Terre Haute Medical Malpractice Attorney

Reducing Indiana Medical Malpractice Claims Through Better Communication

by Staff | August 7th, 2015

There are many contributing factors that can play a role in causing an injury that results in an Indiana medical malpractice lawsuit, but two of the most common are a misdiagnosis or a miscommunication between patients and/or medical staff.

So what can be done to reduce the number of these types of medical errors? Our Terre Haute medical malpractice attorneys at Fleschner, Stark, Tanoos & Newlin explain some experts feel these mistakes could be prevented if doctors simply talked to their patients more.

A 1989 study found that in Florida, a mere six percent of obstetricians in the state were responsible for 70 percent of medical malpractice payouts over a five-year period. “What did each these doctors have in common?” you may ask. The answer is simple. It was a lack of communication with their patients.

An article from The New York Times explains that, of the lawsuits filed in the initial study, 33 percent reported their doctor would not talk openly with them, while approximately half stated their physician had attempted to mislead them. Still, 70 percent claimed they had not been warned by their doctor of developmental problems their unborn children may suffer from.

Other studies showed similar results.

Even if a medical professional communicates with patients and their staff well, mistakes can still be made. Our Terre Haute personal injury lawyers at Fleschner, Stark, Tanoos & Newlin encourage you to get educated about your rights if you or a loved one have been harmed as a result of a medical professional’s error. Our legal staff is standing by to answer any questions you may have.

New Test Hopes to Reduce Indiana Medical Malpractice Claims

by Staff | March 13th, 2015

Our attorneys at Fleschner, Stark, Tanoos & Newlin know that a misdiagnosis is one of the leading contributing factors to Indiana medical malpractice claims today. That’s why we’re excited to learn that a new advancement in medical technology is working to prevent such errors from occurring in the first place.

According to an article from the Indianapolis Star, an Indianapolis-based company, Strand Analytical Laboratories, is using DNA testing to help reduce the chances of a surgeon or doctor giving a patient the wrong diagnosis after undergoing a biopsy.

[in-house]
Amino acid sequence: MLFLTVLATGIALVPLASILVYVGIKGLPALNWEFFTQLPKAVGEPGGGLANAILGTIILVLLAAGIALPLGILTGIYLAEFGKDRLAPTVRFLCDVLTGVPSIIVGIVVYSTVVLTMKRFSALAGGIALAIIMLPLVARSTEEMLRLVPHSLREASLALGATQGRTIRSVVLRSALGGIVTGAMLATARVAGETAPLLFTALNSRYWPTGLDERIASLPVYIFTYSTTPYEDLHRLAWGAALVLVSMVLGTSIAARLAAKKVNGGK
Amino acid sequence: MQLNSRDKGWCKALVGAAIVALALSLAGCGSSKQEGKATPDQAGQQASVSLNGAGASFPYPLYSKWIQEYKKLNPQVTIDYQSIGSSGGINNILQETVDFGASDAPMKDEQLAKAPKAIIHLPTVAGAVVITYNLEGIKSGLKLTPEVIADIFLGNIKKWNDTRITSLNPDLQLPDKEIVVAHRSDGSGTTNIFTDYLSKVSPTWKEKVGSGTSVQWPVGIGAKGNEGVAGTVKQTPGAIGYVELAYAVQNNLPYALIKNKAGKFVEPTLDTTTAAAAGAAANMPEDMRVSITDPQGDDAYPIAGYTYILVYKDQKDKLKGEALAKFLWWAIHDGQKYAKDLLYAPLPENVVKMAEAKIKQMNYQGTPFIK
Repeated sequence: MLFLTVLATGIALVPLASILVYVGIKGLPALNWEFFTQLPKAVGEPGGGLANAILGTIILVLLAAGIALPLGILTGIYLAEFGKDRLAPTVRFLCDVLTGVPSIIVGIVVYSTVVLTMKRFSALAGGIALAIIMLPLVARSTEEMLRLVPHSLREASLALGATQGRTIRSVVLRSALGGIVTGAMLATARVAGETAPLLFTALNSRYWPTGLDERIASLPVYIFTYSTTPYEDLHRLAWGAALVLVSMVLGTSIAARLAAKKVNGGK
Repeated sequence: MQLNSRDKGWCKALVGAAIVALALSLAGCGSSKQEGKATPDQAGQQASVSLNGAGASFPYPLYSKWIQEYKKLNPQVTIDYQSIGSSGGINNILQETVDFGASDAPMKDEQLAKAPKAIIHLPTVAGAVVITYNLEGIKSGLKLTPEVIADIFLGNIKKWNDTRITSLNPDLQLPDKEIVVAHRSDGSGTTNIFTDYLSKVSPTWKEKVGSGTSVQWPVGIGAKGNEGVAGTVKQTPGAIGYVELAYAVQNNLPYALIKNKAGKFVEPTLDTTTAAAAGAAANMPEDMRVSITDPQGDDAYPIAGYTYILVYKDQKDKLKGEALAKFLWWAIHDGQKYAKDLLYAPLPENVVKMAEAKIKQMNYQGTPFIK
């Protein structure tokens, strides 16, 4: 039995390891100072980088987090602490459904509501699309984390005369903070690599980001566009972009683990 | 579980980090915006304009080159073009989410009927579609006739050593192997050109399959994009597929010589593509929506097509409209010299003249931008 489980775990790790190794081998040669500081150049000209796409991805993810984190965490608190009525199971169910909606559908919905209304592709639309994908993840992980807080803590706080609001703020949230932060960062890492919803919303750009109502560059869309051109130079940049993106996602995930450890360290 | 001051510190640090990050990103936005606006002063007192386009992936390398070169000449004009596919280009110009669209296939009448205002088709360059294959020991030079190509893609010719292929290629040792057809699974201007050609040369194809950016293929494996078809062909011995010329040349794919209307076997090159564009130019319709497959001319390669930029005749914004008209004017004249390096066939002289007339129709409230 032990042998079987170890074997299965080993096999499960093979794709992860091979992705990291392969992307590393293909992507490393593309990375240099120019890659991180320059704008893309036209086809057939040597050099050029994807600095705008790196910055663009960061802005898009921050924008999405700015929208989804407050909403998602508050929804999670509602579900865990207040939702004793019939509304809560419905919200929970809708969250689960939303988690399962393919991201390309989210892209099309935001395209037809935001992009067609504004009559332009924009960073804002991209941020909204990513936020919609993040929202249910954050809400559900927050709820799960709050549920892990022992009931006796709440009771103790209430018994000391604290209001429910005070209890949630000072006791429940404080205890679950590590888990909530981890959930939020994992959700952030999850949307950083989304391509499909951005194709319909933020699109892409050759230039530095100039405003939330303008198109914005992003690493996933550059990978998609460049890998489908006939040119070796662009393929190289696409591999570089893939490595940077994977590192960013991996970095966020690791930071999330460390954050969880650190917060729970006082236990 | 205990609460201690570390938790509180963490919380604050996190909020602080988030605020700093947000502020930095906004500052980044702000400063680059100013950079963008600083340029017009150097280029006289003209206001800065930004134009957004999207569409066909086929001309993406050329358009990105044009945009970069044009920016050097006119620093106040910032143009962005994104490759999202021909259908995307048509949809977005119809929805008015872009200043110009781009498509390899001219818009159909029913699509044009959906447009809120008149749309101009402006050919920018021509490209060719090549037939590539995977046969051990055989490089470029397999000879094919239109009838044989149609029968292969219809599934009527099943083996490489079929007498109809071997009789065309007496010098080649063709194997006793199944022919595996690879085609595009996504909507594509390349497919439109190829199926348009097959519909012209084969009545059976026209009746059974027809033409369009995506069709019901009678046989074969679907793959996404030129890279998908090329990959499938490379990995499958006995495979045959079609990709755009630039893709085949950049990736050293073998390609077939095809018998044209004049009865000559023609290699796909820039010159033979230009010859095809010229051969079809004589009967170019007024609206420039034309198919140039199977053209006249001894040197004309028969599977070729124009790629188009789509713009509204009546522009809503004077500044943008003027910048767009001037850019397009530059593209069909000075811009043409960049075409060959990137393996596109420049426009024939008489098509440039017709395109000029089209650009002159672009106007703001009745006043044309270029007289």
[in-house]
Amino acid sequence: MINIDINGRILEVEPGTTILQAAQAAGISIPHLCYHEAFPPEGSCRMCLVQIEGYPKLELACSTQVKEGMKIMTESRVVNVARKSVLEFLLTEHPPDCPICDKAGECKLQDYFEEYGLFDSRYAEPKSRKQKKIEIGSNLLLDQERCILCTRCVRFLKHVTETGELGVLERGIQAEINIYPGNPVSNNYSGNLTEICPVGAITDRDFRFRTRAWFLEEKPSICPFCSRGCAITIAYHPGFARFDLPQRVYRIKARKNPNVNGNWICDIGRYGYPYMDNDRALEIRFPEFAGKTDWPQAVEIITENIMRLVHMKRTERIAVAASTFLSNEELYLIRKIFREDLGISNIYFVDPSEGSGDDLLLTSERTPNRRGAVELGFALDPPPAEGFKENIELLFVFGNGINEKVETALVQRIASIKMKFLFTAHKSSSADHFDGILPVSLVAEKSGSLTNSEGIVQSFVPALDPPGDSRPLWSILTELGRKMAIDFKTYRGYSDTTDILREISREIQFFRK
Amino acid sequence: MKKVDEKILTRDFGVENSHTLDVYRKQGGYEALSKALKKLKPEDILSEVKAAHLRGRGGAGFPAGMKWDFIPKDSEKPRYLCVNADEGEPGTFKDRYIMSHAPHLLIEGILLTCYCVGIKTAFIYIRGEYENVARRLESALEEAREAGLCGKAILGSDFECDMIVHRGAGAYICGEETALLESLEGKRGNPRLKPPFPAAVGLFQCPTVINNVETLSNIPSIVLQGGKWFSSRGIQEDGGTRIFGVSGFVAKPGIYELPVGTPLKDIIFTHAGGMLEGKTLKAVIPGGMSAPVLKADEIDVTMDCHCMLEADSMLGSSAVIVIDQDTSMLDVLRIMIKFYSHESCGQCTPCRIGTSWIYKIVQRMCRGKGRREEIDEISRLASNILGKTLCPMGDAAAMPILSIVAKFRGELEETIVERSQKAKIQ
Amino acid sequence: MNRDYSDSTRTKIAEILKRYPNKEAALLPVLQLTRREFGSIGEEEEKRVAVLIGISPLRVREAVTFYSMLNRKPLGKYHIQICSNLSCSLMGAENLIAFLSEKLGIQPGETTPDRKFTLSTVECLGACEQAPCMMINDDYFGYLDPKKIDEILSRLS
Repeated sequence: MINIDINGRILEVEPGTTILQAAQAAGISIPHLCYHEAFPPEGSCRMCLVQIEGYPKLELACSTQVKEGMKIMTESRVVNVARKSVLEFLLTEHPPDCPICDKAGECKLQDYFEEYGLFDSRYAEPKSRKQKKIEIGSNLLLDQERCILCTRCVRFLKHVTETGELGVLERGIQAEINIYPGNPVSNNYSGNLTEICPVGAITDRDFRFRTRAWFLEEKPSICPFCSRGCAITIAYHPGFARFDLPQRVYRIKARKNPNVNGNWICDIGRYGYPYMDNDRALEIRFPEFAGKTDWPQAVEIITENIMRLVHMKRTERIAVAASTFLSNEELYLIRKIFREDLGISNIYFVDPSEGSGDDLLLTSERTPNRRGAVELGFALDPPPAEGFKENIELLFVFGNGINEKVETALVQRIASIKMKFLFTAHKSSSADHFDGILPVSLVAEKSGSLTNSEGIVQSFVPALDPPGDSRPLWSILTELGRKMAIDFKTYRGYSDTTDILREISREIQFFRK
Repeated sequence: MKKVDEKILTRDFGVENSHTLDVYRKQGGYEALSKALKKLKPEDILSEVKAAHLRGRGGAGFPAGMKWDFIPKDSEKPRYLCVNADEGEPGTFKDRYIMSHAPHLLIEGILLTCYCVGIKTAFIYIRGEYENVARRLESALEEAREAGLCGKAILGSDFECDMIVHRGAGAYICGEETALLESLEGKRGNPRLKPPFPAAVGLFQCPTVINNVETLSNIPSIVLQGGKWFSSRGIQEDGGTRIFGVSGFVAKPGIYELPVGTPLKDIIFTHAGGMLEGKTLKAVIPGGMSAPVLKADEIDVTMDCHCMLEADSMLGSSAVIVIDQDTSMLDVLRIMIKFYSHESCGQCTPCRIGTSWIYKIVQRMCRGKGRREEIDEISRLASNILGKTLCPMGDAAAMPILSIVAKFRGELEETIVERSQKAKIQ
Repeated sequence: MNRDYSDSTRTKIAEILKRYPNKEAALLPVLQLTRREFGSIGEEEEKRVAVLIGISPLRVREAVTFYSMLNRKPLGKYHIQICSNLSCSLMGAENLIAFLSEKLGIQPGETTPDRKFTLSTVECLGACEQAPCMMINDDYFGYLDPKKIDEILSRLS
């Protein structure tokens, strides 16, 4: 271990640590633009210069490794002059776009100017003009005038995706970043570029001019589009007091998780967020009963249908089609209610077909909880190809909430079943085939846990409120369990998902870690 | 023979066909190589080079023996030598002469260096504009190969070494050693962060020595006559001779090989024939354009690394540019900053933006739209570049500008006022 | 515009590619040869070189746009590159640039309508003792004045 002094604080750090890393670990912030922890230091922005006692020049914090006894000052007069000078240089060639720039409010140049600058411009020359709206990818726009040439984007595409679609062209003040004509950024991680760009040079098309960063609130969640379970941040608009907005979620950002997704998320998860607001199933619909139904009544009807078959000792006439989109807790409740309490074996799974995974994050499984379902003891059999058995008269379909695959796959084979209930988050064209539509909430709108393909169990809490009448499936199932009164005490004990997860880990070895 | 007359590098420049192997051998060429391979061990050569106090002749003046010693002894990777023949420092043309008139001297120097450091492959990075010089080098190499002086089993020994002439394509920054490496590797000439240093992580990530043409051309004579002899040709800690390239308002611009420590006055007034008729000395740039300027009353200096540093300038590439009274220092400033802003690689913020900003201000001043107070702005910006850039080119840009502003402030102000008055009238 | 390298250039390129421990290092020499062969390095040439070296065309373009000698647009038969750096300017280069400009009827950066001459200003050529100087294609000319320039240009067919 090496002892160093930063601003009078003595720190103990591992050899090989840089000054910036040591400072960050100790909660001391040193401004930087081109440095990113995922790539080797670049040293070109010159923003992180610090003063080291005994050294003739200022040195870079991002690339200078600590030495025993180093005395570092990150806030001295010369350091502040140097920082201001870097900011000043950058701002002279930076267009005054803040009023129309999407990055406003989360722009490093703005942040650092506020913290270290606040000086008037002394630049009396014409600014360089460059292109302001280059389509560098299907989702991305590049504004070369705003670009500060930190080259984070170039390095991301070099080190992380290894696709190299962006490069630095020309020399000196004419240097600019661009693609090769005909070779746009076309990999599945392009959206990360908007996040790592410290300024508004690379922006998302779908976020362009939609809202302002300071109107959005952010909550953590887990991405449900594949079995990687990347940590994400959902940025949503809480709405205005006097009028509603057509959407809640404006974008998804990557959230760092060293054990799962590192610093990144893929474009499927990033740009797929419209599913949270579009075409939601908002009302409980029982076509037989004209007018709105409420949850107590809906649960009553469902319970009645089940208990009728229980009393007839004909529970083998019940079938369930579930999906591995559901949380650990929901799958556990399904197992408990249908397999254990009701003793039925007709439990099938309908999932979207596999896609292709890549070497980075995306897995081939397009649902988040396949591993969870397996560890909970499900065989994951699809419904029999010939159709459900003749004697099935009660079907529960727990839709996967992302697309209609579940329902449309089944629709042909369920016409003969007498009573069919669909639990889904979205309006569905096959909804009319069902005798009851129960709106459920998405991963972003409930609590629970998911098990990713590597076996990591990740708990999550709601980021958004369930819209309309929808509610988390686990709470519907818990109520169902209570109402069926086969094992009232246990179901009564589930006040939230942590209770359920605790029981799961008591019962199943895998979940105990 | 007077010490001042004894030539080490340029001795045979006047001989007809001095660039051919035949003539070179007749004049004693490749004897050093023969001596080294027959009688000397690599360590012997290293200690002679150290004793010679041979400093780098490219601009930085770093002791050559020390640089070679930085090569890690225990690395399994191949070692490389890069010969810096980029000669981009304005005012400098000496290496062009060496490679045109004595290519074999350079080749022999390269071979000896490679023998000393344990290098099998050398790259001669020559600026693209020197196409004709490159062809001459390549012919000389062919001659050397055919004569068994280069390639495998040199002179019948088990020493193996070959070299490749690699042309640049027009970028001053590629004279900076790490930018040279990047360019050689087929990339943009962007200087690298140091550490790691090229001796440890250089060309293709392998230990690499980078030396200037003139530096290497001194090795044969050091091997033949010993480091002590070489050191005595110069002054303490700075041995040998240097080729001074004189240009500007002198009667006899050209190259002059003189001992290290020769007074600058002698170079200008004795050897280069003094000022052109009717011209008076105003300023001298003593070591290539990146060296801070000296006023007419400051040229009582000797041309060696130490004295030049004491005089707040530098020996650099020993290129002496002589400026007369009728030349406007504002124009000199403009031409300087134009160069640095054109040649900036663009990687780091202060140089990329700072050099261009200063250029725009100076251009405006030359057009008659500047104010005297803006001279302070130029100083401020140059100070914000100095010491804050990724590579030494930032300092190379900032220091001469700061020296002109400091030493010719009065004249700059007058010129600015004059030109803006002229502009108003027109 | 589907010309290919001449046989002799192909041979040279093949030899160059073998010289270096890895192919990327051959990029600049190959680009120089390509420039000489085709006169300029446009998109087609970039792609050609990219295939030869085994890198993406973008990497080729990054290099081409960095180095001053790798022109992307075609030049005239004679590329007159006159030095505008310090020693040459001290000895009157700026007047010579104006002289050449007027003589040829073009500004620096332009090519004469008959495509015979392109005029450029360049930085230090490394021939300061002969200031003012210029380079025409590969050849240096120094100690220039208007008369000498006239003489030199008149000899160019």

The company got its start after hearing about how common mix-ups were with prostate biopsy results. In fact, one in every 200 patients who undergo the procedure will have their results swapped with those of another patient. This often leads to misdiagnosis and patients undergoing unnecessary medical treatments.

To prevent the errors from occurring, the company’s Know Error system works by matching DNA samples from the patient to those of their biopsy. This reduces the chances of the samples from one patient being recorded as those of another.

So far, the system is being considered a success and Strand is hoping to expand their operations to serve more labs and hospitals in the future.

At Fleschner, Stark, Tanoos & Newlin, we are always excited to learn about new ways that medical errors are being prevented and our Terre Haute personal injury lawyers are hopeful this new technique can be adopted by other facilities.

Study Finds Misdiagnosis To Be Leading Cause Of Medical Malpractice Payouts

by Staff | May 1st, 2013

May 1, 2013

A Medical Malpractice Lawsuit can be filed for any number of negligent acts performed by a doctor that result in injury to a patient; however, a new study has shown that misdiagnosis is the leading cause of claim payouts.

According to a story released by FOX 7 News, researchers from Johns Hopkins School of Medicine examined a database of medical malpractice claims that had been filed between 1986 and 2010. Of the claims that were looked at, it was discovered that misdiagnosis was responsible for roughly 35 percent of all claims and accounted for more than $38.8 billion in payouts to injured patients. These findings led researcher to conclude that an estimated 160,000 patients per year are the victims of misdiagnosis.

This common mistake seemed to be more prevalent among those who were considered outpatients. When a misdiagnosis was made with a person who had been checked into the hospital, the results were more likely to be fatal.

The findings have left many citizens concerned for their safety and wondering what they can do to prevent being the victim of such a medical error. Experts say one of the best ways to prevent misdiagnosis is to be thorough in the explanation of symptoms to a doctor and to ask plenty of questions.

The Terre Haute Personal Injury Attorneys with Fleschner, Stark, Tanoos & Newlin are hopeful these safety tips will help protect the public from the dangers of a misdiagnosis by a physician.